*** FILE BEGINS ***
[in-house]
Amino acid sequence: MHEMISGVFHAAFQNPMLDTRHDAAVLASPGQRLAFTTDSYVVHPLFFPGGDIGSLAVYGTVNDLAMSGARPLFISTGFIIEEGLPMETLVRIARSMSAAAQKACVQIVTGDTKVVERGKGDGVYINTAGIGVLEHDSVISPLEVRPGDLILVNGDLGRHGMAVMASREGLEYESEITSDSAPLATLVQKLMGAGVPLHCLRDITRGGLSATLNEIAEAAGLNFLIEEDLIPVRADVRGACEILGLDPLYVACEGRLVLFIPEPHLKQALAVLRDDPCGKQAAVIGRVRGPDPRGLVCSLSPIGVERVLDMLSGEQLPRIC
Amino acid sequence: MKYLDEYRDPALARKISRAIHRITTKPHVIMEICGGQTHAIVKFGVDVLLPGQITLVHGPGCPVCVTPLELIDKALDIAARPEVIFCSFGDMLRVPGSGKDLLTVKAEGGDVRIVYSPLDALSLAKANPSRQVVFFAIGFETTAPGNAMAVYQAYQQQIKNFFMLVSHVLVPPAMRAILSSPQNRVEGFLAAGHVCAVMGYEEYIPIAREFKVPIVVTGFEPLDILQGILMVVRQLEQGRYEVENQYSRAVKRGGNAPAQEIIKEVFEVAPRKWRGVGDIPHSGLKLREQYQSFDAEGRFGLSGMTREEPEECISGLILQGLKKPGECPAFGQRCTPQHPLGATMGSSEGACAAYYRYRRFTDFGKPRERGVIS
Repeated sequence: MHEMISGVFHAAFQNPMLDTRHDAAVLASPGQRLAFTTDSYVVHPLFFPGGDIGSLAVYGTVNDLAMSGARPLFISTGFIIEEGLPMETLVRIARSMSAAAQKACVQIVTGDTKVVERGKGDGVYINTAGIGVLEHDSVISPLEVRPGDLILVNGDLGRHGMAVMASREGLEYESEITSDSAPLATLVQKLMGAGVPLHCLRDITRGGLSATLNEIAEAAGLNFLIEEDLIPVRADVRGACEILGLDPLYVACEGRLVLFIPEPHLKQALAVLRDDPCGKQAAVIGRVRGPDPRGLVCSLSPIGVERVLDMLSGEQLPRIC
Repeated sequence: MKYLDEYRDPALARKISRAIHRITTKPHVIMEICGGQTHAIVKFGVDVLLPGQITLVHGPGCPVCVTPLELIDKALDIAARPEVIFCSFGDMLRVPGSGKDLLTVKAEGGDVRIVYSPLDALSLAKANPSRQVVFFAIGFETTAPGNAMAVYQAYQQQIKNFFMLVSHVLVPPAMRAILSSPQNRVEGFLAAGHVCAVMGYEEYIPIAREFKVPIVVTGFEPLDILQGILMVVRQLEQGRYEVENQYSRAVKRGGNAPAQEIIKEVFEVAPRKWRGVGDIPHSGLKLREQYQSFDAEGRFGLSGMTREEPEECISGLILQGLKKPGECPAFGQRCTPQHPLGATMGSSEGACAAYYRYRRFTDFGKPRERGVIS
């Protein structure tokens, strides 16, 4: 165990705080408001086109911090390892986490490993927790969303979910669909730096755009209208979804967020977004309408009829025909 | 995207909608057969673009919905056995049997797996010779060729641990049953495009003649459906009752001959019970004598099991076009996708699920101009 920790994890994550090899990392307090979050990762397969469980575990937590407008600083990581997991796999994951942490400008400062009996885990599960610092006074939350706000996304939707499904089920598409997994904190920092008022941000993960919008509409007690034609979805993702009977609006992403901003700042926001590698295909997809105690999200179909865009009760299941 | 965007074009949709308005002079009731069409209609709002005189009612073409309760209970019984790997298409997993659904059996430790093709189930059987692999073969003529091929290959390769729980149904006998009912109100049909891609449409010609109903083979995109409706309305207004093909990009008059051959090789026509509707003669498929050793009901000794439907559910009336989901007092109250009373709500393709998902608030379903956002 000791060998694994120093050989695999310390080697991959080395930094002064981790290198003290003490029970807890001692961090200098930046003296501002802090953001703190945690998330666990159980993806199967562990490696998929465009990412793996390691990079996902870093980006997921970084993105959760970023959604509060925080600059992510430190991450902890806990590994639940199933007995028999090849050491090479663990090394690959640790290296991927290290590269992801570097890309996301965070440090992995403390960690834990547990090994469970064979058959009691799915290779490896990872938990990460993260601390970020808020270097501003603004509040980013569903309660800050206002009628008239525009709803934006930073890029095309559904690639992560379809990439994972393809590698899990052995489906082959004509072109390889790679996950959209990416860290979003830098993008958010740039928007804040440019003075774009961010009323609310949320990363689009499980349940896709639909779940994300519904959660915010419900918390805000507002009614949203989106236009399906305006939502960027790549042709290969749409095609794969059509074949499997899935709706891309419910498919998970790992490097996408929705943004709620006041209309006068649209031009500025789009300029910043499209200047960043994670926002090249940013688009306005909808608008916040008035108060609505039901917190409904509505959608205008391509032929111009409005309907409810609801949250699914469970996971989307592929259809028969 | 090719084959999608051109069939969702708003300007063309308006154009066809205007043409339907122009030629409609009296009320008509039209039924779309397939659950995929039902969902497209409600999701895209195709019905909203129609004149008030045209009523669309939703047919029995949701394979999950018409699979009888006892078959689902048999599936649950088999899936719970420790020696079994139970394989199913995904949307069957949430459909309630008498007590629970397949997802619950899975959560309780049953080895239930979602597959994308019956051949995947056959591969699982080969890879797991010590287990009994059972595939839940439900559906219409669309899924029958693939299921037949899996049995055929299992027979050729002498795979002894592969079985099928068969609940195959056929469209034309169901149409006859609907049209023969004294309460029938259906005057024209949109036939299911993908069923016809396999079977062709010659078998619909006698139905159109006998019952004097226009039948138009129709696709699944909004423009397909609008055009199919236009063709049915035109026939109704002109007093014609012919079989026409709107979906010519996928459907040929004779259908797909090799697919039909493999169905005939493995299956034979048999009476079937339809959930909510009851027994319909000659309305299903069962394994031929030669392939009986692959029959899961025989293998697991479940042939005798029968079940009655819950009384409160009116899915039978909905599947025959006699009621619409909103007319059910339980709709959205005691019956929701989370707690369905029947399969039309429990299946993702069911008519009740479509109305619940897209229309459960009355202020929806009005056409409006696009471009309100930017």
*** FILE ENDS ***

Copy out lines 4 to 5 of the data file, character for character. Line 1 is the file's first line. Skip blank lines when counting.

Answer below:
Repeated sequence: MHEMISGVFHAAFQNPMLDTRHDAAVLASPGQRLAFTTDSYVVHPLFFPGGDIGSLAVYGTVNDLAMSGARPLFISTGFIIEEGLPMETLVRIARSMSAAAQKACVQIVTGDTKVVERGKGDGVYINTAGIGVLEHDSVISPLEVRPGDLILVNGDLGRHGMAVMASREGLEYESEITSDSAPLATLVQKLMGAGVPLHCLRDITRGGLSATLNEIAEAAGLNFLIEEDLIPVRADVRGACEILGLDPLYVACEGRLVLFIPEPHLKQALAVLRDDPCGKQAAVIGRVRGPDPRGLVCSLSPIGVERVLDMLSGEQLPRIC
Repeated sequence: MKYLDEYRDPALARKISRAIHRITTKPHVIMEICGGQTHAIVKFGVDVLLPGQITLVHGPGCPVCVTPLELIDKALDIAARPEVIFCSFGDMLRVPGSGKDLLTVKAEGGDVRIVYSPLDALSLAKANPSRQVVFFAIGFETTAPGNAMAVYQAYQQQIKNFFMLVSHVLVPPAMRAILSSPQNRVEGFLAAGHVCAVMGYEEYIPIAREFKVPIVVTGFEPLDILQGILMVVRQLEQGRYEVENQYSRAVKRGGNAPAQEIIKEVFEVAPRKWRGVGDIPHSGLKLREQYQSFDAEGRFGLSGMTREEPEECISGLILQGLKKPGECPAFGQRCTPQHPLGATMGSSEGACAAYYRYRRFTDFGKPRERGVIS